So much to do, so little time

So what is your biggest challenge with yarn and fibre crafts?

  • How to follow a pattern?
  • how to get knitted and crocheted garments to fit?
  • warping the loom?
  • cutting your weaving?
  • getting the thickness of yarn you want when spinning?
  • All of the above??

Or perhaps, like me its actually finding the time to make things and having the focus to do it.   Here’s how it goes for me: I resolve to start knitting, spinning, weaving or crocheting once I have completed my work day; fulfilling orders, planning spinning and weaving courses and Retreats etc etc.   Then – oops – there is more to do so I will sit down and knit, spin etc when  dinner is made/the dishes washed.  Then…just check the emails first.  …Get wood and light the fire, and so it goes on.

So finally, time to sit down, hooray!    But as soon as you begin to relax, something happens.  All the things you forgot to do start to pop into your head.  Put the bins out, make lunch for tomorrow, phone a friend…and up you get before they go out of your head again.    Or horror of horrors, by this time one of the kids has got back out of bed.

this bunting is a quick Christmas make.  If you have existing bunting, remove it from the hanging ribbon, string, turn it upside down then attach it again.  Voila, Christmas bunting!

The solution to the ‘before I forget’ thing is to have a notebook within reach.  Then, it’s easy!  Simply decide which project to focus on.  Or do you want to read that book?  Ahhh, not so simple after all!  And you forgot to make a cup of tea you had been looking forward to.

I will pick up project number one, a shawl for a friend’s birthday and  resolve to work on it until it is finished.  Then remember the baby bootees are rather more urgent and also smaller so wouldn’t it be better to get them finished first.  Just focus until they are done.  But I have second bootee syndrome.  Yes, its related to second sock syndrome but I may just be the only person who suffers from it with bootees!  And now, of course the phone rings and after chatting for half an hour (lovely, but I forgot to take my knitting with me when I answered the phone)  and I am nearly out of time.

So here is the solution!   Yes, really.  Let yourself off the hook here because the reality may just be that you don’t have much time for knitting, crochet, spinning or weaving right now.  Do ten minutes a day/at a time instead of trying to carve out large chunks of time.  It is amazing how much you get done in ten minutes a day.

Another quick make, wee crocheted baskets, each containing a Ferrero Rocher or similar chocolate, or if you are sugar free, a walnut works well. this is now available as a Ravelry pattern.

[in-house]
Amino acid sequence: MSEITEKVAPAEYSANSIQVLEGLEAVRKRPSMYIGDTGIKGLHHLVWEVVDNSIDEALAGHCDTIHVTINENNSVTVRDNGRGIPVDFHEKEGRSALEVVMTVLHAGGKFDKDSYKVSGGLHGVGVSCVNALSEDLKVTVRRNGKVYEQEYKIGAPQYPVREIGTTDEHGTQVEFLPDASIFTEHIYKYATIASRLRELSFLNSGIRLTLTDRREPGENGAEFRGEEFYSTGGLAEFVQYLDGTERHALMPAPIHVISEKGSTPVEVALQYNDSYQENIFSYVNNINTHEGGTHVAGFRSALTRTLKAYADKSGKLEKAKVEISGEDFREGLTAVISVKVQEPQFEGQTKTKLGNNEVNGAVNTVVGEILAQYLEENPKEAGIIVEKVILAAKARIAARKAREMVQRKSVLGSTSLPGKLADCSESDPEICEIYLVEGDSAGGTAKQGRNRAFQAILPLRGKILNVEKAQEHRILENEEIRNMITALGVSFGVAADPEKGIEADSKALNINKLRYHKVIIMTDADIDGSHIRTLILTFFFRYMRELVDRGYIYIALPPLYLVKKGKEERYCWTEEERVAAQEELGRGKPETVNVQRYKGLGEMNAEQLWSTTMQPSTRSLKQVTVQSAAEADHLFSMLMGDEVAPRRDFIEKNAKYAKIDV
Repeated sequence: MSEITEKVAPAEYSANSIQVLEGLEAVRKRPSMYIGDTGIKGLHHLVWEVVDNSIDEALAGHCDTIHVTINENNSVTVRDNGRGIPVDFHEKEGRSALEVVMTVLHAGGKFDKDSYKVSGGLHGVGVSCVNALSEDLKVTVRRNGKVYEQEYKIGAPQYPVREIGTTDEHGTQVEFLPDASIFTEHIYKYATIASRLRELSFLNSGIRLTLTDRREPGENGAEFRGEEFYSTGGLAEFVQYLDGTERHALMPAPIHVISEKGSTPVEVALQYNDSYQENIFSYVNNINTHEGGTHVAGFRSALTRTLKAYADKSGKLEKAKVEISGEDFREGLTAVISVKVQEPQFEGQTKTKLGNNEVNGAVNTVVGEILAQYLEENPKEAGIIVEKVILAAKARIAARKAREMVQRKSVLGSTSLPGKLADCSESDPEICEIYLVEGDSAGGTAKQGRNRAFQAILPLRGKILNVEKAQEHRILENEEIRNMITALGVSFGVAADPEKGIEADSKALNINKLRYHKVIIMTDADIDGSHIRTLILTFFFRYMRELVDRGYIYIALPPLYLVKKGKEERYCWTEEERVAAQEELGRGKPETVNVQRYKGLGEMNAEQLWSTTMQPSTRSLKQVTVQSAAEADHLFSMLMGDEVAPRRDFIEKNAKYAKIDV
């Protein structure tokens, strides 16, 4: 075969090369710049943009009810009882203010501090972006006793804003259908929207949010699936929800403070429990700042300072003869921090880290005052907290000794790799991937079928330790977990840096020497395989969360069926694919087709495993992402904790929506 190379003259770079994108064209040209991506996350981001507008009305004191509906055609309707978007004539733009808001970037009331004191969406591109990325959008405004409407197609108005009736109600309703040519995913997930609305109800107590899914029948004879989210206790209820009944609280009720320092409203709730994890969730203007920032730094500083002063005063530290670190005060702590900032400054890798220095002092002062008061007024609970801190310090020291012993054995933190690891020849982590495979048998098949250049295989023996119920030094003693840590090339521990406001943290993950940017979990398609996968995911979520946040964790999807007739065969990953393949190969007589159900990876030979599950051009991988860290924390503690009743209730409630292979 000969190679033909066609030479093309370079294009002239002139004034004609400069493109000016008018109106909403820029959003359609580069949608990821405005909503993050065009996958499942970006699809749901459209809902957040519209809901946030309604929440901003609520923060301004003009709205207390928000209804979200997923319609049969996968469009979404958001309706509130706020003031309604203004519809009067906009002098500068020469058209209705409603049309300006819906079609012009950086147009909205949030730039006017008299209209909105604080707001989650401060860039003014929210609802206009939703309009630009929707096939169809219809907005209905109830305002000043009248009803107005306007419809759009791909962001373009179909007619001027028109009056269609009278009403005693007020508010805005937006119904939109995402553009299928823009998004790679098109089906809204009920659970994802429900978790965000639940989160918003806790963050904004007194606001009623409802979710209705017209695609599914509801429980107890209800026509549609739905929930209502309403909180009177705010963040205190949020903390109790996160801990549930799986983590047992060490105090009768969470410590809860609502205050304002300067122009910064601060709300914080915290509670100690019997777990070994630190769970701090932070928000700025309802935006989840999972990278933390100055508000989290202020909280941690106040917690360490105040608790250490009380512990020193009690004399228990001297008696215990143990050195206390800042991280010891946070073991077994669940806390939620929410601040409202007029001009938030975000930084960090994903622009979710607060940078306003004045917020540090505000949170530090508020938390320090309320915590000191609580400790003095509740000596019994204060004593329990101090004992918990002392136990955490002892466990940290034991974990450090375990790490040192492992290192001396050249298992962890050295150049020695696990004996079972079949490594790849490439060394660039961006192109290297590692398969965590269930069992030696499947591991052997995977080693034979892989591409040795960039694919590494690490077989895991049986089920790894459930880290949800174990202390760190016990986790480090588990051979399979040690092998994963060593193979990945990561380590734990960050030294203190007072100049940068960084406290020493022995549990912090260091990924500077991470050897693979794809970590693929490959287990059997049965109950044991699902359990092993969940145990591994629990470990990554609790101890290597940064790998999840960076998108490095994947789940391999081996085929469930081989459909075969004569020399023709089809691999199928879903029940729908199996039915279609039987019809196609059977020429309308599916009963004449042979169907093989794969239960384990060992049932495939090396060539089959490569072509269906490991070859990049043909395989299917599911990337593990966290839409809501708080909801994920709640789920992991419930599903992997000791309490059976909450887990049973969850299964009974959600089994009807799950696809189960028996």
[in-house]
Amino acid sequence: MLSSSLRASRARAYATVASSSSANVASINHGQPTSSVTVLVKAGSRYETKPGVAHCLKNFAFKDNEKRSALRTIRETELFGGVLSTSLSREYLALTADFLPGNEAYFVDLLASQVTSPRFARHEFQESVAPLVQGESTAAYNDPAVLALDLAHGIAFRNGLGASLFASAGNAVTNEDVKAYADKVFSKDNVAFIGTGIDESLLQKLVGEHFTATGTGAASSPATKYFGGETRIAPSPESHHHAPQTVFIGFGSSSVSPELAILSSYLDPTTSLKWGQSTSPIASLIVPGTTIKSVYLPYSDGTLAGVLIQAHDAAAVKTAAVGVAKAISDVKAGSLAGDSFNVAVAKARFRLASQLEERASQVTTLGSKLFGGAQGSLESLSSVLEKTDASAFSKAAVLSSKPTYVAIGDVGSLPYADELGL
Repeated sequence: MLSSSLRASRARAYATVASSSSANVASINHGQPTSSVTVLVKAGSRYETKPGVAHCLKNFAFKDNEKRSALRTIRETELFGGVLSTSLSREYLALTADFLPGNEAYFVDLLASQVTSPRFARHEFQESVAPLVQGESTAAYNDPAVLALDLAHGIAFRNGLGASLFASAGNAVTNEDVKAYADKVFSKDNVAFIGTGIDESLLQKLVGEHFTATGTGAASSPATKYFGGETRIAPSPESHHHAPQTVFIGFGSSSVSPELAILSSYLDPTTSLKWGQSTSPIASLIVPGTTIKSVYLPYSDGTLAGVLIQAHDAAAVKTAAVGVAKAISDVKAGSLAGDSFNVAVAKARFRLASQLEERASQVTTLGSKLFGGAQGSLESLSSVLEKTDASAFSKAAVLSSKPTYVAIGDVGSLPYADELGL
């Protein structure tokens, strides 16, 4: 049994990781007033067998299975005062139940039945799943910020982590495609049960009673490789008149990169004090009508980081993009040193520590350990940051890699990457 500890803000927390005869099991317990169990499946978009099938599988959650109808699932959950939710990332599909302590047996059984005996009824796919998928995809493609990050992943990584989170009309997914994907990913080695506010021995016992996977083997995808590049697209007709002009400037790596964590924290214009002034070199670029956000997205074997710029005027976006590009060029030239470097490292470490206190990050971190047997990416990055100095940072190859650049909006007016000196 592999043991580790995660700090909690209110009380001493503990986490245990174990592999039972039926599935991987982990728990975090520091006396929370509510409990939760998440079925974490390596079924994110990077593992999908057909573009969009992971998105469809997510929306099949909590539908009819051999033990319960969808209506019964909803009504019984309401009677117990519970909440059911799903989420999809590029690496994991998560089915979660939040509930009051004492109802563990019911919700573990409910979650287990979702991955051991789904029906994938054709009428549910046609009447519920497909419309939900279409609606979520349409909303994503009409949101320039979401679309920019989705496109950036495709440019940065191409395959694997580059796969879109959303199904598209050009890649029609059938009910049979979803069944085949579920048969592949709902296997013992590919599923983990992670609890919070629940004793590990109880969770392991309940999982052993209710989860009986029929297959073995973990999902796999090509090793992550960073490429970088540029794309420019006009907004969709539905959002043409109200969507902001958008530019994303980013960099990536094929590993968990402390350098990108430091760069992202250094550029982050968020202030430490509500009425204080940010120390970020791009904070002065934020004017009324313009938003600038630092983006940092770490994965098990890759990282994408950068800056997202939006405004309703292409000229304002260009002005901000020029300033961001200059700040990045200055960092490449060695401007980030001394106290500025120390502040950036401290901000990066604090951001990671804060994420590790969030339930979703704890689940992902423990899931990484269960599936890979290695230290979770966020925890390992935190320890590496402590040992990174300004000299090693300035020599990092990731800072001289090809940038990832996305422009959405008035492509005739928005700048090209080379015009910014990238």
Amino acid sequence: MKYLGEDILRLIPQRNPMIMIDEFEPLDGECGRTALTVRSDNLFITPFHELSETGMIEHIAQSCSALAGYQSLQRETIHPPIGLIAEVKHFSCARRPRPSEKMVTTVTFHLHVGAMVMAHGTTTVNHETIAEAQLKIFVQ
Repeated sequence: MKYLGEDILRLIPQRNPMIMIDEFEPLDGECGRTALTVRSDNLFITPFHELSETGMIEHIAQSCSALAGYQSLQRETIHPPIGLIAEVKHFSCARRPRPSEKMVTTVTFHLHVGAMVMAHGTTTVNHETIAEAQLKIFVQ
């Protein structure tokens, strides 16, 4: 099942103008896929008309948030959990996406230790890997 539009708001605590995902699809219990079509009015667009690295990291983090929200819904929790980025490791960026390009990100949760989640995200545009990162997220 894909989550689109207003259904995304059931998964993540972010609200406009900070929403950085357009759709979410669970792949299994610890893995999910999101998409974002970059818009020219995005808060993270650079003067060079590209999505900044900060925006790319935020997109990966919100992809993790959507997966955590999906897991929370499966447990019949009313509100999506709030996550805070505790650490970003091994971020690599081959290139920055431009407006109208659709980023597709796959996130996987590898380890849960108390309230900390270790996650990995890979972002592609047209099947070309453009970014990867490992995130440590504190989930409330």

And the secret is this:  there may well be more than one ten minute slot a day.   it is amazing how many ten minute slots there seem to be, once you stop trying to carve out those non-existent larger chunks of time.  Those who have done my spinning courses or read the ‘How to Spin’ book will be familiar with the ten minutes a day them for spinning and many of you have  and got in touch to say it was a revelation!

I spin ten minutes in the mornings and treat it as a meditation but what if you did something else for ten minutes in the afternoon or evening?  It is so much easier to find ten minutes than an hour.    So I am off to knit for ten minutes, see ya!

 

A Special Retreat and Some Sheep

Ryeland Sheep & Fleece
Ryelands are one of the oldest British sheep breeds and have been in the UK for hundreds of years.  Their legs are covered in fleece as well as their bodies, which along with their cute noses, gives them the distinctive ‘teddy’ appearance.  They are great mothers, good for both fleece and meat and rarely suffer from foot problems.  They can have either coloured or white fleece.  Wow!
The wool is great for spinning or needle felt.  it has a rather unique ‘crispy feel to it without being at all scratchy and will not pill or felt easily when made into knitwear.

One of Jacqueline Bonner’s Ryeland sheep

The Best Wool for the Job

I think that imported Merino is over rated as a spinning fibre, although its availability in as coloured tops makes it a good choice for UK based feltmakers who do not want to work specifically with indigenous fleece.   If you live in a country that produces it in larger quantities such as Australia or New Zealand, it is a good choice for you of course.    And there are breeders this side of the Pond of UK version of the breed, called Bowmont.  Although Merino type wool is soft it is prone to felting, hence its popularity with felt makers.  it is lovely for babywear if the parents don’t mind handwashing.  But Ryeland is a good all rounder and I love its ancient roots as a breed.

An Exciting New Retreat for Textile businesses

Janet has launched her very first Retreat specifically for those with a yarn, fibre or fibre animal business.  She has provided 1-1 mentoring for many years and this is something she is really excited about.   The Retreat will take place at the same amazing venue as the Create With Fibre knitting and spinning retreats.  So the views, food, wine, woodburning stove and time to spin, knit or crochet will all be there.  At the same time, we will talk about the business dilemmas and plans we have.  There will be 1-1 time with Janet and also a chance to actually get down to the nitty gritty and do some work on those plans.  Together we are stronger!

Spindling Changes the World…

Spindling is a game changer if you are a textile artist, spinner or yarn enthusiast.    The reasons are this:

It is portable.  So although it may be slower by the hour than wheel spinning, (although more about that later, it is actually faster than you think) it is faster by the week.  whilst your friends chat at the spinning group they have to get up and leave their spinning wheel.  You on the other hand can wander about and take your spinning with you.